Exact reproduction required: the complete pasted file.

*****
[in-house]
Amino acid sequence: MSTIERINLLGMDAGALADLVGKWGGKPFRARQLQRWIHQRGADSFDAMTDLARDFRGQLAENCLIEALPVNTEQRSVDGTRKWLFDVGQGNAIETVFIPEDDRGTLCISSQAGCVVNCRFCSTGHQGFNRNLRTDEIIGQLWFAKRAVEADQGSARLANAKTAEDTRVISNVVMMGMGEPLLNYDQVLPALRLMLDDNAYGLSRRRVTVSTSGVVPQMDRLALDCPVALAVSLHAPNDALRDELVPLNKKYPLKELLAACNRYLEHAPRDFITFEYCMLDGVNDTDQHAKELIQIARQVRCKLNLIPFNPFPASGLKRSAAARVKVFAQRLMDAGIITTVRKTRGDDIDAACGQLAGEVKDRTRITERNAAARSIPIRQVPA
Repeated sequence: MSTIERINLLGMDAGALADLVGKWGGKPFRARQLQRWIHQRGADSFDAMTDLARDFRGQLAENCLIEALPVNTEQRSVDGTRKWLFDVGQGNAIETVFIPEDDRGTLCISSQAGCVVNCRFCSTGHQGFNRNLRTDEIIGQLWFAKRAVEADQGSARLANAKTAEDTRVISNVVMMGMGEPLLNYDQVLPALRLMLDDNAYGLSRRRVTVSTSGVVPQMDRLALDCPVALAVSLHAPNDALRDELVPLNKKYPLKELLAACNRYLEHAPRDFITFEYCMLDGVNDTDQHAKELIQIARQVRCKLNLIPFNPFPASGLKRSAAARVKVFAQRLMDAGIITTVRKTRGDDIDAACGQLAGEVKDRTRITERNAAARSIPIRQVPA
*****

[in-house]
Amino acid sequence: MSTIERINLLGMDAGALADLVGKWGGKPFRARQLQRWIHQRGADSFDAMTDLARDFRGQLAENCLIEALPVNTEQRSVDGTRKWLFDVGQGNAIETVFIPEDDRGTLCISSQAGCVVNCRFCSTGHQGFNRNLRTDEIIGQLWFAKRAVEADQGSARLANAKTAEDTRVISNVVMMGMGEPLLNYDQVLPALRLMLDDNAYGLSRRRVTVSTSGVVPQMDRLALDCPVALAVSLHAPNDALRDELVPLNKKYPLKELLAACNRYLEHAPRDFITFEYCMLDGVNDTDQHAKELIQIARQVRCKLNLIPFNPFPASGLKRSAAARVKVFAQRLMDAGIITTVRKTRGDDIDAACGQLAGEVKDRTRITERNAAARSIPIRQVPA
Repeated sequence: MSTIERINLLGMDAGALADLVGKWGGKPFRARQLQRWIHQRGADSFDAMTDLARDFRGQLAENCLIEALPVNTEQRSVDGTRKWLFDVGQGNAIETVFIPEDDRGTLCISSQAGCVVNCRFCSTGHQGFNRNLRTDEIIGQLWFAKRAVEADQGSARLANAKTAEDTRVISNVVMMGMGEPLLNYDQVLPALRLMLDDNAYGLSRRRVTVSTSGVVPQMDRLALDCPVALAVSLHAPNDALRDELVPLNKKYPLKELLAACNRYLEHAPRDFITFEYCMLDGVNDTDQHAKELIQIARQVRCKLNLIPFNPFPASGLKRSAAARVKVFAQRLMDAGIITTVRKTRGDDIDAACGQLAGEVKDRTRITERNAAARSIPIRQVPA